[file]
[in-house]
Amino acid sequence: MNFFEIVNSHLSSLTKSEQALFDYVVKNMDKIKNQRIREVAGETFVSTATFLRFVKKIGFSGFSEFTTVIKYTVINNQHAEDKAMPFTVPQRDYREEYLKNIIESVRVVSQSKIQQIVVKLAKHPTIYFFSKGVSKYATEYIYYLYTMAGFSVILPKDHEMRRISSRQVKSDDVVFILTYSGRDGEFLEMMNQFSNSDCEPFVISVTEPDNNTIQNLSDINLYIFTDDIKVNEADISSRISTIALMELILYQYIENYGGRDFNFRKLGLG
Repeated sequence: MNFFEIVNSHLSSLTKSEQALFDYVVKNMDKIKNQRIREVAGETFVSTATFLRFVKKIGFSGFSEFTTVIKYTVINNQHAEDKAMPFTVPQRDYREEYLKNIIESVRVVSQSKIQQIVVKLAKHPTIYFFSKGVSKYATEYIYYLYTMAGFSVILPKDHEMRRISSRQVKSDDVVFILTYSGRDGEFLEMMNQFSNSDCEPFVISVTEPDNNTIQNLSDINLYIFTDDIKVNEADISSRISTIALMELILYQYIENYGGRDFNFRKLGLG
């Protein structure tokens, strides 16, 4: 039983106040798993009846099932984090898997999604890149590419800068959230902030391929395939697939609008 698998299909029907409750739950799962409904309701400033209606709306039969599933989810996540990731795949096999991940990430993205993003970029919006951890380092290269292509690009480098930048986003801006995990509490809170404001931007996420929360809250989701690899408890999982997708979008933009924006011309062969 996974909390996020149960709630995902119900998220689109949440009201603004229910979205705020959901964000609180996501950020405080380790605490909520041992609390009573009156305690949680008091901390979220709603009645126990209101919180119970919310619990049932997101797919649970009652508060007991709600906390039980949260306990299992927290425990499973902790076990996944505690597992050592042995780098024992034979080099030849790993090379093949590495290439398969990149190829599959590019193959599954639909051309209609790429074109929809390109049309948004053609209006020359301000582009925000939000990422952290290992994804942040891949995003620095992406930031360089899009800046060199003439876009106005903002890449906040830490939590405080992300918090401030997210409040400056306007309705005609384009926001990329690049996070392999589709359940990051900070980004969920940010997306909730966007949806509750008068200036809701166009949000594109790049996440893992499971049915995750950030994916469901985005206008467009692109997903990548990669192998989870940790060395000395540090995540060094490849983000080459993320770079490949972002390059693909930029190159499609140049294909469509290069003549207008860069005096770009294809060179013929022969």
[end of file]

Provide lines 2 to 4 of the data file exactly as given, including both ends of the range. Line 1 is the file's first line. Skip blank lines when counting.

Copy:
Amino acid sequence: MNFFEIVNSHLSSLTKSEQALFDYVVKNMDKIKNQRIREVAGETFVSTATFLRFVKKIGFSGFSEFTTVIKYTVINNQHAEDKAMPFTVPQRDYREEYLKNIIESVRVVSQSKIQQIVVKLAKHPTIYFFSKGVSKYATEYIYYLYTMAGFSVILPKDHEMRRISSRQVKSDDVVFILTYSGRDGEFLEMMNQFSNSDCEPFVISVTEPDNNTIQNLSDINLYIFTDDIKVNEADISSRISTIALMELILYQYIENYGGRDFNFRKLGLG
Repeated sequence: MNFFEIVNSHLSSLTKSEQALFDYVVKNMDKIKNQRIREVAGETFVSTATFLRFVKKIGFSGFSEFTTVIKYTVINNQHAEDKAMPFTVPQRDYREEYLKNIIESVRVVSQSKIQQIVVKLAKHPTIYFFSKGVSKYATEYIYYLYTMAGFSVILPKDHEMRRISSRQVKSDDVVFILTYSGRDGEFLEMMNQFSNSDCEPFVISVTEPDNNTIQNLSDINLYIFTDDIKVNEADISSRISTIALMELILYQYIENYGGRDFNFRKLGLG
């Protein structure tokens, strides 16, 4: 039983106040798993009846099932984090898997999604890149590419800068959230902030391929395939697939609008 698998299909029907409750739950799962409904309701400033209606709306039969599933989810996540990731795949096999991940990430993205993003970029919006951890380092290269292509690009480098930048986003801006995990509490809170404001931007996420929360809250989701690899408890999982997708979008933009924006011309062969 996974909390996020149960709630995902119900998220689109949440009201603004229910979205705020959901964000609180996501950020405080380790605490909520041992609390009573009156305690949680008091901390979220709603009645126990209101919180119970919310619990049932997101797919649970009652508060007991709600906390039980949260306990299992927290425990499973902790076990996944505690597992050592042995780098024992034979080099030849790993090379093949590495290439398969990149190829599959590019193959599954639909051309209609790429074109929809390109049309948004053609209006020359301000582009925000939000990422952290290992994804942040891949995003620095992406930031360089899009800046060199003439876009106005903002890449906040830490939590405080992300918090401030997210409040400056306007309705005609384009926001990329690049996070392999589709359940990051900070980004969920940010997306909730966007949806509750008068200036809701166009949000594109790049996440893992499971049915995750950030994916469901985005206008467009692109997903990548990669192998989870940790060395000395540090995540060094490849983000080459993320770079490949972002390059693909930029190159499609140049294909469509290069003549207008860069005096770009294809060179013929022969």